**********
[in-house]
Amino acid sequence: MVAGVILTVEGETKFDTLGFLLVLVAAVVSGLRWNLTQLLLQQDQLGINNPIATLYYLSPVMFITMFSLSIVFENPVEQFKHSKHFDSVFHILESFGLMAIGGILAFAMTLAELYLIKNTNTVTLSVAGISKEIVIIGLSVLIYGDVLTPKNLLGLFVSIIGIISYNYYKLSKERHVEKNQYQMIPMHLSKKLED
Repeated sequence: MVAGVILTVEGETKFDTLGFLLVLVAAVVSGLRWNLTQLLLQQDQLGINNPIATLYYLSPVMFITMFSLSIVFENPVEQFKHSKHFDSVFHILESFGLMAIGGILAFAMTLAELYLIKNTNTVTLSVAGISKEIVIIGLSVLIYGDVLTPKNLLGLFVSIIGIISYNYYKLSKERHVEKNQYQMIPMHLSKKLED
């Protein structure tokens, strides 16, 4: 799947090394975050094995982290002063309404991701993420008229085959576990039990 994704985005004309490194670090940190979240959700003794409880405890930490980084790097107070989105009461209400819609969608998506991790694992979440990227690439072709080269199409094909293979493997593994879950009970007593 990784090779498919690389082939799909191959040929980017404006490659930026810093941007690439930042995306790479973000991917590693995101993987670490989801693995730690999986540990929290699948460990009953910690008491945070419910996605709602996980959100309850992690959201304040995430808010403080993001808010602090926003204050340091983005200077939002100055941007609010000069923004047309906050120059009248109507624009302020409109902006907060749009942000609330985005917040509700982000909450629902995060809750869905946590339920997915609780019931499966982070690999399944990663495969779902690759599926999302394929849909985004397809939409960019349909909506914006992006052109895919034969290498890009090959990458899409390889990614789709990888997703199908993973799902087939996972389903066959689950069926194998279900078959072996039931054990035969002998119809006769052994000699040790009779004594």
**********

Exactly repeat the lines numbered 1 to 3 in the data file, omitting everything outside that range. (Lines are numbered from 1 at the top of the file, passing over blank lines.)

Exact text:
[in-house]
Amino acid sequence: MVAGVILTVEGETKFDTLGFLLVLVAAVVSGLRWNLTQLLLQQDQLGINNPIATLYYLSPVMFITMFSLSIVFENPVEQFKHSKHFDSVFHILESFGLMAIGGILAFAMTLAELYLIKNTNTVTLSVAGISKEIVIIGLSVLIYGDVLTPKNLLGLFVSIIGIISYNYYKLSKERHVEKNQYQMIPMHLSKKLED
Repeated sequence: MVAGVILTVEGETKFDTLGFLLVLVAAVVSGLRWNLTQLLLQQDQLGINNPIATLYYLSPVMFITMFSLSIVFENPVEQFKHSKHFDSVFHILESFGLMAIGGILAFAMTLAELYLIKNTNTVTLSVAGISKEIVIIGLSVLIYGDVLTPKNLLGLFVSIIGIISYNYYKLSKERHVEKNQYQMIPMHLSKKLED